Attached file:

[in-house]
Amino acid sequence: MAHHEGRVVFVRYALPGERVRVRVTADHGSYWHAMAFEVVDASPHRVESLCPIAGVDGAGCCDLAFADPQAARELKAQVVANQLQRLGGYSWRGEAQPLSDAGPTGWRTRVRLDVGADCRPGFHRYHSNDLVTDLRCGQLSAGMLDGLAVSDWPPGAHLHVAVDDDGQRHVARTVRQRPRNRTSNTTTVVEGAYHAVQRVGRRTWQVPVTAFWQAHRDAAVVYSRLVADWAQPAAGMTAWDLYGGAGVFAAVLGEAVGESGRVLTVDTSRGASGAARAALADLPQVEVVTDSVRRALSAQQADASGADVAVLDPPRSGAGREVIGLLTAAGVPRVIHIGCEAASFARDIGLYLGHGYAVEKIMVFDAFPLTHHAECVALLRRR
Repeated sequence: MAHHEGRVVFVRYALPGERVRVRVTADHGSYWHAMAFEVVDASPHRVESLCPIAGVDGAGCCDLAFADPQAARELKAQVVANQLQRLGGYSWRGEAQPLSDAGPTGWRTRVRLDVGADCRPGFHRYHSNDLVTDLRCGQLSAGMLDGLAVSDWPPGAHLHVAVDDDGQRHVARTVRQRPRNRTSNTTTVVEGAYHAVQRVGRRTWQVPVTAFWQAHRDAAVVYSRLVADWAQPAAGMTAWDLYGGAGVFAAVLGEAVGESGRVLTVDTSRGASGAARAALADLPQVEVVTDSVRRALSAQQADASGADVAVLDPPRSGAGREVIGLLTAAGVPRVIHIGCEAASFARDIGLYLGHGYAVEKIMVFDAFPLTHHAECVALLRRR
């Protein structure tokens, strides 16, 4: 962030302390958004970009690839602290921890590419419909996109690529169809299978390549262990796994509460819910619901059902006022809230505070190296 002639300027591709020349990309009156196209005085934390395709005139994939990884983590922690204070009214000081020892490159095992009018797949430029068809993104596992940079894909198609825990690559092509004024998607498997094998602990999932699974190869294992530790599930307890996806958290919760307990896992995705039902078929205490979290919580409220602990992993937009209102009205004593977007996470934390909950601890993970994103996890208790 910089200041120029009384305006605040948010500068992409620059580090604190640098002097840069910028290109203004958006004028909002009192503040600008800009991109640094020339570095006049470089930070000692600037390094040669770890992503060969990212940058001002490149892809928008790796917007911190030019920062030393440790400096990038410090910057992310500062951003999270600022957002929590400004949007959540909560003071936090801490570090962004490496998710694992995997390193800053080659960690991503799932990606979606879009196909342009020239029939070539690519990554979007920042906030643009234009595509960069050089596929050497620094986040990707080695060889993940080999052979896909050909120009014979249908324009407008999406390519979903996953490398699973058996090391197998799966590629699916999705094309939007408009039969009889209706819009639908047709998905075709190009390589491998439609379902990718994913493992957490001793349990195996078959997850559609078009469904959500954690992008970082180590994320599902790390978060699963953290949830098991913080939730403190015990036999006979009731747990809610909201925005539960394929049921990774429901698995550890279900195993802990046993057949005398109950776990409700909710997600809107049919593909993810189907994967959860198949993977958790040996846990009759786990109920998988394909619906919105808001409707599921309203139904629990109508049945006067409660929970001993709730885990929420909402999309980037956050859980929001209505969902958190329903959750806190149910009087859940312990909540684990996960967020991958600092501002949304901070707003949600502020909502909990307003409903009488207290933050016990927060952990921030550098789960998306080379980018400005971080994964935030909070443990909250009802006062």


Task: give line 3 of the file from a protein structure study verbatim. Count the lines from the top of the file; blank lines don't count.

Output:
Repeated sequence: MAHHEGRVVFVRYALPGERVRVRVTADHGSYWHAMAFEVVDASPHRVESLCPIAGVDGAGCCDLAFADPQAARELKAQVVANQLQRLGGYSWRGEAQPLSDAGPTGWRTRVRLDVGADCRPGFHRYHSNDLVTDLRCGQLSAGMLDGLAVSDWPPGAHLHVAVDDDGQRHVARTVRQRPRNRTSNTTTVVEGAYHAVQRVGRRTWQVPVTAFWQAHRDAAVVYSRLVADWAQPAAGMTAWDLYGGAGVFAAVLGEAVGESGRVLTVDTSRGASGAARAALADLPQVEVVTDSVRRALSAQQADASGADVAVLDPPRSGAGREVIGLLTAAGVPRVIHIGCEAASFARDIGLYLGHGYAVEKIMVFDAFPLTHHAECVALLRRR